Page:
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@AnthonyC I may be mistaken, but I took @M. Y. Zuo to be offering a reductio ad absurdum response to your comment about not being indifferent between the two ways of dying. The 'which is a worse way to die' debate doesn't respond to what I wrote. I said

With respect to the survival prospects for the average human, this [whether or not the dying occurs by AGI] seems to me to be a minor detail.

I did not say that no one should care about the difference. 

But the two risks are not in competition, they are complementary. If your concern about misalignment is based on caring about the continuation of the human species, and you don't actually care how many humans other humans would kill in a successful alignment(-as-defined-here) scenario, a credible humans-kill-most-humans risk is still really helpful to your cause, because you can ally yourself with the many rational humans who don't want to be killed either way to prevent both outcomes by killing AI in its cradle.

You have a later response to some clarifying comments from me, so this may be moot, but I want to call out that my emphasis is on the behavior of human agents who are empowered by automation that may fall well short of AGI. A "pivotal act" is a very germane idea, but rather than the pivotal act of the first AGI eliminating would-be AGI competitors, this act is carried out by humans taking out their human rivals.

It is pivotal because once the target population size has been achieved, competition ends, and further development of the AI technology can be halted as unnecessarily risky.

If an unaligned AI by itself can do near-world-ending damage, an identically powerful AI that is instead alignable to a specific person can do the same damage.

If you mean that as the simplified version of my claim, I don't agree that it is equivalent.

Your starting point, with a powerful AI that can do damage by itself, is wrong. My starting point is groups of people whom we would not currently consider to be sources of risk, who become very dangerous as novel weaponry, along with changes in relations of economic production, unlock the means and the motive to kill very large numbers of people.

And (as I've tried to clarify in my other responses) the comparison of this scenario to misaligned AI cases is not the point, it's the threat from both sides of the alignment question. 

I agree, and I attempted to emphasize the winner-take-all aspect of AI in my original post.

The intended emphasis isn't on which of the two outcomes is preferable, or how to comparatively allocate resources to prevent them. It's on the fact that there is no difference between alignment and misalignment with respect to the survival expectations of the average person.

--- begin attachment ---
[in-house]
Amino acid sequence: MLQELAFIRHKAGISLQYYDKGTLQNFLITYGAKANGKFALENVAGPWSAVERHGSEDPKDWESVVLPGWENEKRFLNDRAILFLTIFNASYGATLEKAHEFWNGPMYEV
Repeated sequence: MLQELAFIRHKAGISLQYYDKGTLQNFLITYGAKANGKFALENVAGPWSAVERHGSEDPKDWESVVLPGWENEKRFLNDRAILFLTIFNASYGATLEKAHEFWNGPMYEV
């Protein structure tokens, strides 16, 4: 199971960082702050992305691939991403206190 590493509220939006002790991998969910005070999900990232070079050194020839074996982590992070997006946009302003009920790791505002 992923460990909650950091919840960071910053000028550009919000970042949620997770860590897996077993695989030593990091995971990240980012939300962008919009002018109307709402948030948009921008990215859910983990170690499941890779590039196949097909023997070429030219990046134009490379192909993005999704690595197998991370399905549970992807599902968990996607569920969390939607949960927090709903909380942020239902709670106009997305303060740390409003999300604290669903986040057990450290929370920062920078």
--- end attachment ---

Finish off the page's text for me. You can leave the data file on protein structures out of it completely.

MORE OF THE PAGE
The title was intended as an ironic allusion to a slogan from the National Rifle Association in the U.S., to dismiss calls for tighter restrictions on gun ownership. I expected this allusion to be easily recognizable, but see now that it was probably a mistake.

An argument for danger of human-directed misuse doesn't work as an argument against dangers of AI-directed agentic activity.


I agree. But I was not trying to argue against dangers of AI-directed agentic activity. The thesis is not that "alignment risk" is overblown, nor is the comparison of the risks the point, it's that those risks accumulate such that the technology is guaranteed to be lethal for the average person. This is significant because the risk of misalignment is typically thought to be accepted because of rewards that will be broadly shared. "You or your children are likely to be killed by this technology, whether it works as designed or not" is a very different story from "there is a chance this will go badly for everyone, but if it doesn't it will be really great for everyone."

I'm surprised by the lack of follow-up to this post and the accompanying thread, which took place in the immediate aftermath of the October 7th massacre. A lot has happened since then -- new data against which the original thinking could be evaluated. Also time has provided opportunity to self-educate about the conflict, which a few people admitted to not knowing a lot about. Given the human misery that has only worsened since the OP started asking questions, I would think that a follow-up would be a worthy exercise. @Annapurna ?

Ever since first hearing the music of the Disney movie "Encanto" I've been sneering at the lyrics "stars don't shine they burn/ and constellations shift" because, no, of course constellations don't shift, without really stopping to think about it. Caught in my epistemic arrogance again!

Oops, Samuel beat me to the punch by 2 minutes.

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